My take on it? Understanding game design and game play and being able to integrate that understanding in how you drive your story, in my opinion, allows for a better integration of your narrative to the game and the player experience as a whole. Being a narrative designer is what stands to make you a better game writer. (Notice the “game” before writer - that’s an important nuance.) It also really makes everyone’s job easier all around on any given project, and that is probably the understatement of the year. Decade, even? Yeah.
In the past I’ve had both titles (writer at one company, narrative designer at another) while doing essentially the same job, which included both the purely traditional aspect of game writing (i.e., dialog) and narrative design (understanding of game systems and how to integrate the narrative to them). This was my choice. This is how I defined my job, regardless of the actual job title. I’ve also had some projects where I was only expected to handle dialog, but by natural inclination I always ended up working closely with game design and level design anyway. Seriously, I’ve never yet met a game designer who wasn’t thrilled to have a writer who was understood the process and wanted to blend the writing with the game play in good ways, or a level designer who wasn’t absolutely enthused about having a two-way dialog with the writer about how to best fit the story in the level - and vice-versa. (I’m told it happens. Hasn’t to me, so far.)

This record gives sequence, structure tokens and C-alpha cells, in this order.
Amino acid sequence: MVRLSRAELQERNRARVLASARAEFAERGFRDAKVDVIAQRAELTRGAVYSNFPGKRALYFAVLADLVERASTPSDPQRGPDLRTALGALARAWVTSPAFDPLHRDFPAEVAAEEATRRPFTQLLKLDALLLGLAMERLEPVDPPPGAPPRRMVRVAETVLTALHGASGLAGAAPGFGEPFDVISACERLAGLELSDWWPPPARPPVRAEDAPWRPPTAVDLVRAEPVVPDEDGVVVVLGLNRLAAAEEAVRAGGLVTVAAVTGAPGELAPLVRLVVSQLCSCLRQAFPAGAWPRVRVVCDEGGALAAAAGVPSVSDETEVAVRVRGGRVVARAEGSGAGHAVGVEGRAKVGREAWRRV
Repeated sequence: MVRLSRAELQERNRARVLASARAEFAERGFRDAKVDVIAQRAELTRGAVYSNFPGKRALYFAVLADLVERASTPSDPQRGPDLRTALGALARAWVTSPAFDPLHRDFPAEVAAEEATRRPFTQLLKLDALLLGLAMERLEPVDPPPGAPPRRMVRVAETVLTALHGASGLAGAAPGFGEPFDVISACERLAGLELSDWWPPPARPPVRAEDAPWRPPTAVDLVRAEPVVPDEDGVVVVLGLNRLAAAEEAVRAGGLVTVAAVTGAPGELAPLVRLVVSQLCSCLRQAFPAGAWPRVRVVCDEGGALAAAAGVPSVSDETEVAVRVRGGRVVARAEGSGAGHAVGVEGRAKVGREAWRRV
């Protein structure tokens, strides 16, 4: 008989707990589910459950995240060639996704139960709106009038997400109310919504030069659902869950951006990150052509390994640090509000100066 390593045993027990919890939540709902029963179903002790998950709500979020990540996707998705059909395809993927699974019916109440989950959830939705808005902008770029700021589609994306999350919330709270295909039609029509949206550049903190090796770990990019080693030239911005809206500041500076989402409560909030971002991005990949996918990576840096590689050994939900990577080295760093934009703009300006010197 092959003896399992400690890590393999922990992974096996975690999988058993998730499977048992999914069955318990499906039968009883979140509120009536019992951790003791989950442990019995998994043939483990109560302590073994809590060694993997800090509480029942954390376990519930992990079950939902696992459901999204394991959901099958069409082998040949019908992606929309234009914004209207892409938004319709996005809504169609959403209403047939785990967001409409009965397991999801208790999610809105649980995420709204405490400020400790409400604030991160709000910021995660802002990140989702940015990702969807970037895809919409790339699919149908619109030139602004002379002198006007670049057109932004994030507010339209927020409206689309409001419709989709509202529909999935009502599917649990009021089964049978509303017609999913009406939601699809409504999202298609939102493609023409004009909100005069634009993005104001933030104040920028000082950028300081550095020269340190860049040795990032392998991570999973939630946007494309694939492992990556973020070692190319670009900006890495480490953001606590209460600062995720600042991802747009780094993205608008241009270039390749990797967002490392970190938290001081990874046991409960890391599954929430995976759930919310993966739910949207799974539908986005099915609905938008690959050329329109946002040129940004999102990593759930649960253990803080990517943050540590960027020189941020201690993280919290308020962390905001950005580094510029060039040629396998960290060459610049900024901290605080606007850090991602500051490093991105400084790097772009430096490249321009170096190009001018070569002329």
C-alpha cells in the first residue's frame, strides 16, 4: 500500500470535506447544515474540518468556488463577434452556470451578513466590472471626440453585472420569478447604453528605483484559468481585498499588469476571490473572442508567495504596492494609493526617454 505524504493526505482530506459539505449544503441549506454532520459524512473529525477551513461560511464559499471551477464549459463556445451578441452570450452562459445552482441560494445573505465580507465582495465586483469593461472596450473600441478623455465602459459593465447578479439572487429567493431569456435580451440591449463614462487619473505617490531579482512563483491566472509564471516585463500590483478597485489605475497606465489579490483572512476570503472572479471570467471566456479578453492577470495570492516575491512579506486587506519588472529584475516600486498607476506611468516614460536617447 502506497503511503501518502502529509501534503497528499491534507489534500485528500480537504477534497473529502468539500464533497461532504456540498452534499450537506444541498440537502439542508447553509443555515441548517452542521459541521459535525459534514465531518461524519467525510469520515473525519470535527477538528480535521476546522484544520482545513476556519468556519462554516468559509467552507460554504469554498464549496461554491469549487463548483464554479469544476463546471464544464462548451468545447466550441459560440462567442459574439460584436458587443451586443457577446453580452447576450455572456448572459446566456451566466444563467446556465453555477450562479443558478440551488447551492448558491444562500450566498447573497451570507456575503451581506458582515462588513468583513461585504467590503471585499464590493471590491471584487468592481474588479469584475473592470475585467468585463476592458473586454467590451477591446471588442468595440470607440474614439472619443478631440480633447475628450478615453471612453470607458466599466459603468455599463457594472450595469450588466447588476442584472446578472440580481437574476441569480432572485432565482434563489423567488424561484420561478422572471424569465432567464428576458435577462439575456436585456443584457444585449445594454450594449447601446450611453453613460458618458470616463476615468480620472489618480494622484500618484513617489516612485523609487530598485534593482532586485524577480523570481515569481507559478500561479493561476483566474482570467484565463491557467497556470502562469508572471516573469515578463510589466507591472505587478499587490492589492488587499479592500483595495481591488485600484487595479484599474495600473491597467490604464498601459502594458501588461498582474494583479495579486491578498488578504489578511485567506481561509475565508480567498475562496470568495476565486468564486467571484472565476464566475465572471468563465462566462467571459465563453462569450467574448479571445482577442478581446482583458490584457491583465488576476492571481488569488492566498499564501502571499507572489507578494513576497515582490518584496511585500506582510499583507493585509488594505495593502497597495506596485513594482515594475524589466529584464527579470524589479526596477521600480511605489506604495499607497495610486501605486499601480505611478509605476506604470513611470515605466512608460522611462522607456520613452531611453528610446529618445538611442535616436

I could go on about how the two jobs are viewed and how they vary from company to company, but at this point I’d just be repeating what David already said, in a longer and likely long-winded fashion. =)
Via @being_feminist on twitter
a discussion on sexual orientation
- me: *explaining various sexual orientations to a classmate*
- classmate: wait, what's polyamory?
- me: well, it's when someone has more than one intimate relationship at a time with the knowledge and consent of everyone involved.
- professor: *overhears from front of class*
- professor: that is d i s g u s t i n g
- me: *defensively* um, actually, no it's--
- professor: how DARE they put a greek prefix on a latin root like that?! What right do they have to decimate my beautiful antiquated languages?!?! GREEK AND LATIN DO NOT FRATERNIZE THIS IS LIKE THAT STUPID ROMANTIC SUBPLOT BETWEEN THAT DWARF AND THAT ELF IN THE DESOLATION OF SMAUG NO NO NO NO NO NO!!!
- me: ....
- me: ....
- me: ....
- professor: it should be polyerosy
when you reread a book or rewatch a show/movie and you notice things
So excited to announce my new book featuring T-Rex, She-Rex and Wee-Rex will be in stores October 7th!!!
Thanks for all of your support!!!